This morning, I went outside again at around 4:30 AM to check the sky condition. I’ve been doing this for about a couple of days now in hopes of seeing a clear sky despite the continuous rains over the past few weeks.
It’s really creepy out there — wind’s blowing strong & it’s totally dark! But thank God it wasn’t too cloudy and I was able to do some timelapse photography just before the stars start fading away against the blue sky at dawn.
I’m keeping my fingers crossed for the coming weeks. Clear skies!
On Tuesday, July 12, 2011, the planet Neptune will complete its first revolution around the sun since its discovery on September 23, 1846. As it takes Neptune 164.79 Earth-years to go full circle through the constellations of the Zodiac, it is only now completing its first full orbit since its detection by humans. Hence the anniversary celebration.
Neptune, the 8th planet outward from the sun, is presently the most distant planet in the solar system. That’s because the International Astronomical Union reclassified Pluto as a “dwarf planet” in 2006. By the way, Neptune circles the sun three times for every two times that Pluto does.
There is much to commemorate — Neptune’s discovery marked a turning point in astronomy. Its existence was revealed, not through a serendipitous observation by an astronomer but by the careful work of mathematicians. They calculated that perturbations in the orbit of Uranus, then thought to be the sun’s most distant planet, could only be explained by the existence of another, even remoter world whose gravity was affecting Uranus’s path.
The mathematicians – Englishman John Adams and Frenchman Urbain Le Verrier – made their calculations separately. Both agreed, however, where in the sky astronomers would pinpoint the planet causing those perturbations. But they dealt with the information very differently, says historian Allan Chapman of Wadham College, Oxford.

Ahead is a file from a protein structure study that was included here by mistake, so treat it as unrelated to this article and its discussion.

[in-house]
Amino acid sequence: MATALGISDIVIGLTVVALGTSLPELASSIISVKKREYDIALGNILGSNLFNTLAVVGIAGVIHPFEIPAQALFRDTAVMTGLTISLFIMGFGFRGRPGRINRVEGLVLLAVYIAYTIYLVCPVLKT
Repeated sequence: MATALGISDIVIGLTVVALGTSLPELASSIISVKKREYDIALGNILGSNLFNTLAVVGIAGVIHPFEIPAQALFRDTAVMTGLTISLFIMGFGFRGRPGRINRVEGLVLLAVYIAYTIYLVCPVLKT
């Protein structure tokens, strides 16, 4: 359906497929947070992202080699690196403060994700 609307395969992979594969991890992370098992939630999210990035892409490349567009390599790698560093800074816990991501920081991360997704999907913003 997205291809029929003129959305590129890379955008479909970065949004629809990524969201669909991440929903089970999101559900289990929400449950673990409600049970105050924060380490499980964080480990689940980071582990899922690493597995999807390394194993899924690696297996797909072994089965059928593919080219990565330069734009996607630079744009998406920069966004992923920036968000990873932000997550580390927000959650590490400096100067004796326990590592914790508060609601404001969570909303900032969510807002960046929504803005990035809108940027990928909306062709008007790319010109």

As Neptune is too faint to be seen by the naked eye, a pair of binoculars or a telescope is needed to view this world if you know where to look. This detailed sky chart will help you to find Neptune’s place in the sky — it will be located in Aquarius, the constellation where astronomers discovered the blue planet.
Next month Neptune reaches opposition and is a decent target for observers.
Happy Birthday, Neptune! :)
In the Philippines, the rainy season usually starts in the month of June and runs through about November. During this period, thunderstorms and typhoons which generally affect a wide area (sometimes half of the archipelago) are common. In fact, only this June three typhoons (namely Dodong, Egay and Falcon) have already visited the country along with heavy rains.
Clear skies were seldom visible for most of the month of June was so stormy. Hence, having an opportunity to spot this season’s prominent constellations during clear nights was really a blessing to an amateur astronomer like me.
The sky was moonless on the first week of June. So I took this chance to set up the tripod and the Panasonic Lumix digital camera to get nice constellations images. Thanks to Aaron Misayah for loaning his camera to me.
The Lumix camera features a ‘starry night’ scene mode — a setting which allows you to capture long exposures, with 15, 30, and 60 second shutter speed options. I selected the 60 sec exposure and point to regions of some of my favorite constellations.
Note that the Lumix didn’t have ISO control when in starry night mode. If I set the camera to manual mode (where I do have access to the ISO settings), I don’t have access to the exposure time. The longest exposure time I have in manual mode is 1/8 seconds. But after I looked at the pictures in manual mode (ISO 1600, 1/8 seconds exposure), I notice that there are a lot of noise. I think they’re trying to hide the fact that the Lumix is very noisy in high ISO mode so they made it not selectable when you’re using long exposures.
Anyway, below are some of the photos I took from our residential area in San Jose del Monte, Bulacan. I used Photoshop to add the constellation lines.
1 June 2011
camera settings: 6mm, f/2.8, 60 sec. exposure time, ISO-80
Zooming into the photo above will reveal vertical streaks (not the star trails). These unnecessary streaks have occurred because I forgot to use the self timer on the camera for this shot. By clicking on the shutter button, even a slight vibration from the finger would create blur on the picture, even when you are using a tripod.